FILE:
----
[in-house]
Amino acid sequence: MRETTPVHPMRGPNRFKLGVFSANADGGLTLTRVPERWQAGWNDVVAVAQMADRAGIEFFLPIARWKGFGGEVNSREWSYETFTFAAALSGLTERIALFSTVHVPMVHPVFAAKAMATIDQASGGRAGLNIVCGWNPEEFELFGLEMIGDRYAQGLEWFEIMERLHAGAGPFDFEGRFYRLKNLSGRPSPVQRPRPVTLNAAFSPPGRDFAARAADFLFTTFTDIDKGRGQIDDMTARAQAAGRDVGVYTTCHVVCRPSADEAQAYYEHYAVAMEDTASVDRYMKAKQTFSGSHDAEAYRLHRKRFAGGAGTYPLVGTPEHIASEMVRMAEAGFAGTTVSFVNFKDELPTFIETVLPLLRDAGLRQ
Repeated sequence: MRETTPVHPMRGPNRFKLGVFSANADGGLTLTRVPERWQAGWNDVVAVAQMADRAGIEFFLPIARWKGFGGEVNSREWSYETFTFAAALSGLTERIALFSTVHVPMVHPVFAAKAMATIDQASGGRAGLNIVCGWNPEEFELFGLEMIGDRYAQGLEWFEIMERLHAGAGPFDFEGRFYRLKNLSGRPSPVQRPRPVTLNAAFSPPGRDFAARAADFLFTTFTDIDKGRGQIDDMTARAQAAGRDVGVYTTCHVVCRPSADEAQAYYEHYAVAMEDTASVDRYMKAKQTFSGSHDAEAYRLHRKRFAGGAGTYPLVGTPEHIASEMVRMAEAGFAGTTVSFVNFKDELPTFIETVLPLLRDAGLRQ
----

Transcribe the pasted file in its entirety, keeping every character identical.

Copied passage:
[in-house]
Amino acid sequence: MRETTPVHPMRGPNRFKLGVFSANADGGLTLTRVPERWQAGWNDVVAVAQMADRAGIEFFLPIARWKGFGGEVNSREWSYETFTFAAALSGLTERIALFSTVHVPMVHPVFAAKAMATIDQASGGRAGLNIVCGWNPEEFELFGLEMIGDRYAQGLEWFEIMERLHAGAGPFDFEGRFYRLKNLSGRPSPVQRPRPVTLNAAFSPPGRDFAARAADFLFTTFTDIDKGRGQIDDMTARAQAAGRDVGVYTTCHVVCRPSADEAQAYYEHYAVAMEDTASVDRYMKAKQTFSGSHDAEAYRLHRKRFAGGAGTYPLVGTPEHIASEMVRMAEAGFAGTTVSFVNFKDELPTFIETVLPLLRDAGLRQ
Repeated sequence: MRETTPVHPMRGPNRFKLGVFSANADGGLTLTRVPERWQAGWNDVVAVAQMADRAGIEFFLPIARWKGFGGEVNSREWSYETFTFAAALSGLTERIALFSTVHVPMVHPVFAAKAMATIDQASGGRAGLNIVCGWNPEEFELFGLEMIGDRYAQGLEWFEIMERLHAGAGPFDFEGRFYRLKNLSGRPSPVQRPRPVTLNAAFSPPGRDFAARAADFLFTTFTDIDKGRGQIDDMTARAQAAGRDVGVYTTCHVVCRPSADEAQAYYEHYAVAMEDTASVDRYMKAKQTFSGSHDAEAYRLHRKRFAGGAGTYPLVGTPEHIASEMVRMAEAGFAGTTVSFVNFKDELPTFIETVLPLLRDAGLRQ